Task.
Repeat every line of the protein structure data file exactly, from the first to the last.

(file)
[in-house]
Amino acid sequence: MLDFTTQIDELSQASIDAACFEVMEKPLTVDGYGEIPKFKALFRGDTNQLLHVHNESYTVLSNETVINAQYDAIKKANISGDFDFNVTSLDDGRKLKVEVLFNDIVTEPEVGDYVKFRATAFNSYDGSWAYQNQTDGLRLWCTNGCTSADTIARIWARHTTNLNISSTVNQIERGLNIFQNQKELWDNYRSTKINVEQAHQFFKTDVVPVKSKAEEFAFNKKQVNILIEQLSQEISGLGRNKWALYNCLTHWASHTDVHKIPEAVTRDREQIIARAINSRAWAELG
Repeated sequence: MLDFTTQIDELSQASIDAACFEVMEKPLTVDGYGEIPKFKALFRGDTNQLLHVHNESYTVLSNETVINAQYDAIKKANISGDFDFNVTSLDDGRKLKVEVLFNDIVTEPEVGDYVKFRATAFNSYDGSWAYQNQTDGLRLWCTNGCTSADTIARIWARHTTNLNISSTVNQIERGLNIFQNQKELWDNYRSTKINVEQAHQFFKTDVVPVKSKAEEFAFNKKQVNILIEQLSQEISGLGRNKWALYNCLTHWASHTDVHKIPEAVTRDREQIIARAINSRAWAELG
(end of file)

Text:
[in-house]
Amino acid sequence: MLDFTTQIDELSQASIDAACFEVMEKPLTVDGYGEIPKFKALFRGDTNQLLHVHNESYTVLSNETVINAQYDAIKKANISGDFDFNVTSLDDGRKLKVEVLFNDIVTEPEVGDYVKFRATAFNSYDGSWAYQNQTDGLRLWCTNGCTSADTIARIWARHTTNLNISSTVNQIERGLNIFQNQKELWDNYRSTKINVEQAHQFFKTDVVPVKSKAEEFAFNKKQVNILIEQLSQEISGLGRNKWALYNCLTHWASHTDVHKIPEAVTRDREQIIARAINSRAWAELG
Repeated sequence: MLDFTTQIDELSQASIDAACFEVMEKPLTVDGYGEIPKFKALFRGDTNQLLHVHNESYTVLSNETVINAQYDAIKKANISGDFDFNVTSLDDGRKLKVEVLFNDIVTEPEVGDYVKFRATAFNSYDGSWAYQNQTDGLRLWCTNGCTSADTIARIWARHTTNLNISSTVNQIERGLNIFQNQKELWDNYRSTKINVEQAHQFFKTDVVPVKSKAEEFAFNKKQVNILIEQLSQEISGLGRNKWALYNCLTHWASHTDVHKIPEAVTRDREQIIARAINSRAWAELG